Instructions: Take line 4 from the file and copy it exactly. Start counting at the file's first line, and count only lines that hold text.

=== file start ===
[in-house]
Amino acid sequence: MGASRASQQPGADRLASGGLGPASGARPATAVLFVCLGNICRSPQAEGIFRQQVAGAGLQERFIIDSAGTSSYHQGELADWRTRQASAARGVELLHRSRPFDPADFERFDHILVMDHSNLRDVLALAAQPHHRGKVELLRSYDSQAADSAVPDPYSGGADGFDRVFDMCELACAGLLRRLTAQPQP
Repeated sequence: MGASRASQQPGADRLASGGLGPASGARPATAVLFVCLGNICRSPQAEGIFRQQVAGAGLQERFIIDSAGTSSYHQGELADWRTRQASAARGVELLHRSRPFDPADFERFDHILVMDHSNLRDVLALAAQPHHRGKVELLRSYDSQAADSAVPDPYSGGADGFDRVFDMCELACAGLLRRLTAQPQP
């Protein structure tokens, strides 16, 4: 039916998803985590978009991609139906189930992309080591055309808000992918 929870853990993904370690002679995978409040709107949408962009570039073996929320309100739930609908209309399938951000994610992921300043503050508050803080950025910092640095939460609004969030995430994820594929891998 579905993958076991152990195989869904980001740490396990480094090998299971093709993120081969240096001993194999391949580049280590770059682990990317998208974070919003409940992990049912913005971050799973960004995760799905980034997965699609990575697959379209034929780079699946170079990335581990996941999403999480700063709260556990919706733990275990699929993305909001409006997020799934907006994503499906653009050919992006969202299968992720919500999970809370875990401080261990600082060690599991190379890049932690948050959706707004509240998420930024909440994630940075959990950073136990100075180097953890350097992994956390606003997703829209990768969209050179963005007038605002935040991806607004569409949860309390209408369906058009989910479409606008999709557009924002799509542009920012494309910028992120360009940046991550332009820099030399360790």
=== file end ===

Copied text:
């Protein structure tokens, strides 16, 4: 039916998803985590978009991609139906189930992309080591055309808000992918 929870853990993904370690002679995978409040709107949408962009570039073996929320309100739930609908209309399938951000994610992921300043503050508050803080950025910092640095939460609004969030995430994820594929891998 579905993958076991152990195989869904980001740490396990480094090998299971093709993120081969240096001993194999391949580049280590770059682990990317998208974070919003409940992990049912913005971050799973960004995760799905980034997965699609990575697959379209034929780079699946170079990335581990996941999403999480700063709260556990919706733990275990699929993305909001409006997020799934907006994503499906653009050919992006969202299968992720919500999970809370875990401080261990600082060690599991190379890049932690948050959706707004509240998420930024909440994630940075959990950073136990100075180097953890350097992994956390606003997703829209990768969209050179963005007038605002935040991806607004569409949860309390209408369906058009989910479409606008999709557009924002799509542009920012494309910028992120360009940046991550332009820099030399360790």